Investigators have determined that a Delta Air Lines Boeing 757-200 was involved in three losses of separation within a few minutes of departing Atlanta, after the crew failed to activate the twinjet's transponder.
Despite being instructed to contact departure control after being cleared to an initial waypoint, the pilots did not establish communication with air traffic control until around 8min after take-off from runway 27R.
Radar displays showed only a primary target, with no identifying data, and analysis of this information indicated that the 757 lost lateral separation with a Beech 55, a Pilatus PC-12 and an Atlantic Southeast Airlines Bombardier CRJ100. The respective closest proximities were 1.44nm, 0.81nm and 2.36nm.
"The [aircraft] flew through one controller's airspace and entered another controller's airspace without co-ordination, before radar and radio contact was established," says the US National Transportation Safety Board.
Procedures required Atlanta tower controllers to check that departing flights were showing a radar data block before transfer to terminal airspace control. But the NTSB says that the tower controller - distracted by a situation at the 27R approach - "did not notice" that the data block had not been automatically acquired.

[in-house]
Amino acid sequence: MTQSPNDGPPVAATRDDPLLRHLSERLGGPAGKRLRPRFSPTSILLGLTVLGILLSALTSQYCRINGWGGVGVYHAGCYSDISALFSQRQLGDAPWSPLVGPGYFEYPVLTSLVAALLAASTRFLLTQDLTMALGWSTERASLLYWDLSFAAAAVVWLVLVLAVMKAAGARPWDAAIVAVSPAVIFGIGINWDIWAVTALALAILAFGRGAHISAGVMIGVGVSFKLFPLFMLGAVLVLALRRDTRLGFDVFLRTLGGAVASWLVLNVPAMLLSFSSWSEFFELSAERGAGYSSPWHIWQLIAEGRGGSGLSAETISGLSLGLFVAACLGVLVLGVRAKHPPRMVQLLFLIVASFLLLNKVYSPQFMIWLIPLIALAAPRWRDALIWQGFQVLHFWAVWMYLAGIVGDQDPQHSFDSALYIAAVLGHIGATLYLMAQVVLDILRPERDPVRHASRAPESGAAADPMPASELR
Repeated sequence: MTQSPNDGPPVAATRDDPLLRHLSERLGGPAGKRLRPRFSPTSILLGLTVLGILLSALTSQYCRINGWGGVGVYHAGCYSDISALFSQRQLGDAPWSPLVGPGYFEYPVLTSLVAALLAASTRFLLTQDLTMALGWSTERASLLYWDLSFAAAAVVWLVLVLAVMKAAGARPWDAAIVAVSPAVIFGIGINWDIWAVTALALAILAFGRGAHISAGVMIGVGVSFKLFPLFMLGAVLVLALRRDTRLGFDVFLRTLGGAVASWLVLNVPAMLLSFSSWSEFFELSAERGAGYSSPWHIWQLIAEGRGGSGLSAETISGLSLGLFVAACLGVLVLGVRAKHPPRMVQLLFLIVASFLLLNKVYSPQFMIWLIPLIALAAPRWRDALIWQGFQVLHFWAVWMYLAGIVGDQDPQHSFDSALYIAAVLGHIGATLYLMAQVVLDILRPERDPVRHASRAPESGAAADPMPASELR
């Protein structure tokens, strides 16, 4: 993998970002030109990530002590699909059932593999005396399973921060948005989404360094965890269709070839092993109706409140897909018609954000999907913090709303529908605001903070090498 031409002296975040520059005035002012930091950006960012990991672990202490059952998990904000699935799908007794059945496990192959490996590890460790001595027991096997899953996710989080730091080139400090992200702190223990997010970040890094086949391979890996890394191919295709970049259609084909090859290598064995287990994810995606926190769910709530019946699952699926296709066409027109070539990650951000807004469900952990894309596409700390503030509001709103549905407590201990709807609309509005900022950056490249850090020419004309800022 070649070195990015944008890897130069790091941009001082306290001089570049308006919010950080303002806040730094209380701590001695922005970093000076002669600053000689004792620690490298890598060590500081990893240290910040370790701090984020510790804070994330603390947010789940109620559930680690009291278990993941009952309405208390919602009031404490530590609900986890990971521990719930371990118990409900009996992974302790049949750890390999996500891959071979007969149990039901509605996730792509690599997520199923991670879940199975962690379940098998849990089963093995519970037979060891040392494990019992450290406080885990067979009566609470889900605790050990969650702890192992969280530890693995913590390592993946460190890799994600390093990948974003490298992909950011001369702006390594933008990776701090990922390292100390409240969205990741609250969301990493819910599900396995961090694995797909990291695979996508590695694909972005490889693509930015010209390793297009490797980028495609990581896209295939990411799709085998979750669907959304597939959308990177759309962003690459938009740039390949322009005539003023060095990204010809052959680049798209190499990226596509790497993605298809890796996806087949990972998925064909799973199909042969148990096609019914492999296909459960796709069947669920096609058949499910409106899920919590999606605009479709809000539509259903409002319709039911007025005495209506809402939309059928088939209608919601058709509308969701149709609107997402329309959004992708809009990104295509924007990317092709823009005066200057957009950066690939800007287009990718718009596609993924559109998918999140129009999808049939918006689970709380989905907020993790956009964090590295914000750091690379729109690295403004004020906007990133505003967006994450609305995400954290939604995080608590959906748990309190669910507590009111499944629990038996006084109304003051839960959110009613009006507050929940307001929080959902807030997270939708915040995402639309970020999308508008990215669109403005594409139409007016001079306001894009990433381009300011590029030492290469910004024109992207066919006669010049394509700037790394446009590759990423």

As a result the radar showed no altitude information about the 757, which was using a standard instrument departure - designated UGAAA 2 - involving a climb to 10,000ft.
Although the aircraft took off at 13:19 local time, the crew did not make contact again until almost 13:27. In the intervening 8min, departure control had asked the tower about an unaccounted flight strip for the Delta jet, but attempts to locate the aircraft among primary radar targets proved "futile", says the NTSB.
The 757's first radio contact was not with departure control, but with Atlanta tower, to ask whether it was required to stay at 10,000ft, to which the tower replied that the crew was supposed to be communicating with departure control.
When the pilots made contact with the departure controller, they were asked to verify that the transponder was switched on. Six seconds later the aircraft's data block appeared on the radar display, showing that the jet was 20nm east of the airport. Owing to its proximity to inbound Atlanta traffic, the 757 was quickly cleared to 14,000ft and handed off to Atlanta's en-route centre.
Visual conditions prevailed during the 11 March 2011 incident.